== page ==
I had 2 ‘speciality’ sherries in different bars, both recommendations of the barman and both tasted vile, but felt I ought to investigate its popularity. Will never have another until I reach 100.
Over to G now.
It’s good to be back in Seville once more. Such a fascinating city. Seville was founded as the Roman City called Hispalis and is steeped in history. We find it’s best explored in spring, autumn or winter. We came here once in summer. Temperatures hit 100 degrees and stay there for weeks on end. They call this area the frying pan of Spain; even the Spanish complain about the heat in Seville. We also learned, to be polite you have to say it properly. It's not Seville, which is how we misguided Brits say it, but Sevilla, pronounced – Sev – ee – a – with each syllable enthusiastically extended.
Our hotel was almost empty, but when we went down to sit in one of the lounges a man came over and sat down right next to Marigold.
He was very thin and completely bald. After seeing that bust of Shakespeare in Jerez, I thought immediately how much his head resembled the skull of Yorick, the former court jester exhumed by the gravedigger in Shakespeare’s Hamlet. Holding the skull, Hamlet’s ensuing soliloquy is a meditation on the fragility of life. That’s the famous soliloquy that begins, ‘Alas, poor Yorick.’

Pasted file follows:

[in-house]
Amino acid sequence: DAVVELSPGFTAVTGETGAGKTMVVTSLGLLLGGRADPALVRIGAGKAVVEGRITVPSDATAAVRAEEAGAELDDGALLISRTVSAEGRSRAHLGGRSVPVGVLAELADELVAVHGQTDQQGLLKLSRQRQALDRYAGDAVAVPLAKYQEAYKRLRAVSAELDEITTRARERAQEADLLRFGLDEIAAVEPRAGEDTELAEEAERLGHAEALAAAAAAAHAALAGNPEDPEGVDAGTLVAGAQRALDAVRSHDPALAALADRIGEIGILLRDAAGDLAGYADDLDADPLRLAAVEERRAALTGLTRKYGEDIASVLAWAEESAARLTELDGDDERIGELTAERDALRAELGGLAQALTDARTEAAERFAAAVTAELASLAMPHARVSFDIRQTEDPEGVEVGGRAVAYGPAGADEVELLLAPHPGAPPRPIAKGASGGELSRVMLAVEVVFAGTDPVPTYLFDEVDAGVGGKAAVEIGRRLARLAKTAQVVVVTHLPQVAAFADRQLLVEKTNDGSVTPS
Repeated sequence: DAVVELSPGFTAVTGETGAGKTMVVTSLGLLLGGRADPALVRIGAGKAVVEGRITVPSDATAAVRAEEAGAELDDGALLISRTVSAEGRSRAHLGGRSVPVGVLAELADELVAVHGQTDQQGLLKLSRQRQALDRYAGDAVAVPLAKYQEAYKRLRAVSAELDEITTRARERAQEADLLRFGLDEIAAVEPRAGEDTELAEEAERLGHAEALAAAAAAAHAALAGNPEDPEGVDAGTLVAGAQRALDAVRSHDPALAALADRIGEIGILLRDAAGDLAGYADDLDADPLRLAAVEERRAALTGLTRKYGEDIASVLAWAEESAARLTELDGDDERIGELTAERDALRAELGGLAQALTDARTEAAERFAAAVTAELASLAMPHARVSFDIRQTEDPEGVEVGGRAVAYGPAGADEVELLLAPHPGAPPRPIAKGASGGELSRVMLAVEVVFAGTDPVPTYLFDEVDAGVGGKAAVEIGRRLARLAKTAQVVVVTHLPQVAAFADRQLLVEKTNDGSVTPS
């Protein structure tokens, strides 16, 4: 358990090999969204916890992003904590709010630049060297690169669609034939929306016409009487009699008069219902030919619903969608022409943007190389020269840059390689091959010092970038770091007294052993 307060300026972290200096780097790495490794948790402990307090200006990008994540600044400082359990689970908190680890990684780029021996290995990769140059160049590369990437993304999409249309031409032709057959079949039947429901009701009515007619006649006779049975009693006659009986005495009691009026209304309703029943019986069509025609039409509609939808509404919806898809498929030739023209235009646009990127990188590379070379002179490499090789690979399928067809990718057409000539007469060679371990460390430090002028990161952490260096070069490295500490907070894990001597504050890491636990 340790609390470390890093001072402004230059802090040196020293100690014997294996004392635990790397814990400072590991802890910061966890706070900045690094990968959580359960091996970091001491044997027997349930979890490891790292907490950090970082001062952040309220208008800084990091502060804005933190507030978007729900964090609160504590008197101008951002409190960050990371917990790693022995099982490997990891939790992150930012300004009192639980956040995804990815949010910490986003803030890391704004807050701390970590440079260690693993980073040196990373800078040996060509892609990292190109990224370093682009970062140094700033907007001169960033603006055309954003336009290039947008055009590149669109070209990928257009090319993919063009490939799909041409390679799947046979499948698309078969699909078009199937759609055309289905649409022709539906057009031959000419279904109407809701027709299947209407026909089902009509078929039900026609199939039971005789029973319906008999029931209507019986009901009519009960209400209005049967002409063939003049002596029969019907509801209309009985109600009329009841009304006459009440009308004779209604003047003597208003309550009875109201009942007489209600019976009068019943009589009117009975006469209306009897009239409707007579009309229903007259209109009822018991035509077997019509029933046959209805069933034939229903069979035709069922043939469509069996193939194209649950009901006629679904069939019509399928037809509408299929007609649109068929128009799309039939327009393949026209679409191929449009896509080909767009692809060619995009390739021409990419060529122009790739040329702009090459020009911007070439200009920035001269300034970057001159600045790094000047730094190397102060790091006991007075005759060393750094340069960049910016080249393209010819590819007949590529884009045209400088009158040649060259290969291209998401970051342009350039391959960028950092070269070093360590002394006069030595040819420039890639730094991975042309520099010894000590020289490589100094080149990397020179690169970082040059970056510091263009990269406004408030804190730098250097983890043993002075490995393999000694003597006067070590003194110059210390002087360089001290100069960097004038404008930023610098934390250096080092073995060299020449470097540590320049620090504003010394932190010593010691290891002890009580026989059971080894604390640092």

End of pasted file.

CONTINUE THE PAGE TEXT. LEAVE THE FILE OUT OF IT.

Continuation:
When the speech continues with ‘I knew him, Horatio, a fellow of infinite jest, of most excellent fancy’, that’s where the likeness ended. This man was surely a quip free zone, can’t imagine he has ever cracked a joke and certainly never been amused by one. Even his mother, on the day of his birth, must have thought, ‘he looks a miserable little devil.’
Naturally, Marigold started talking to him!
I couldn’t hear what they were talking about, but when he finished his drink he got up and walked away without another word.
‘He wasn’t much fun,’ Marigold said.
‘Really?’ I replied, trying to look surprised.
We got a taxi, accompanied by a mad taxi driver, to the Cathedral area. Seville (Sev ee a ) was madly busy with holiday crowds so we had to queue. It was pretty nippy out and the locals had their furs out. Strong smell of mothballs in the air. We’ve never been inside the Cathedral before, so why pick a day with long queues outside? No answer came to mind. Maybe we thought huddling together with a herd would be warmer?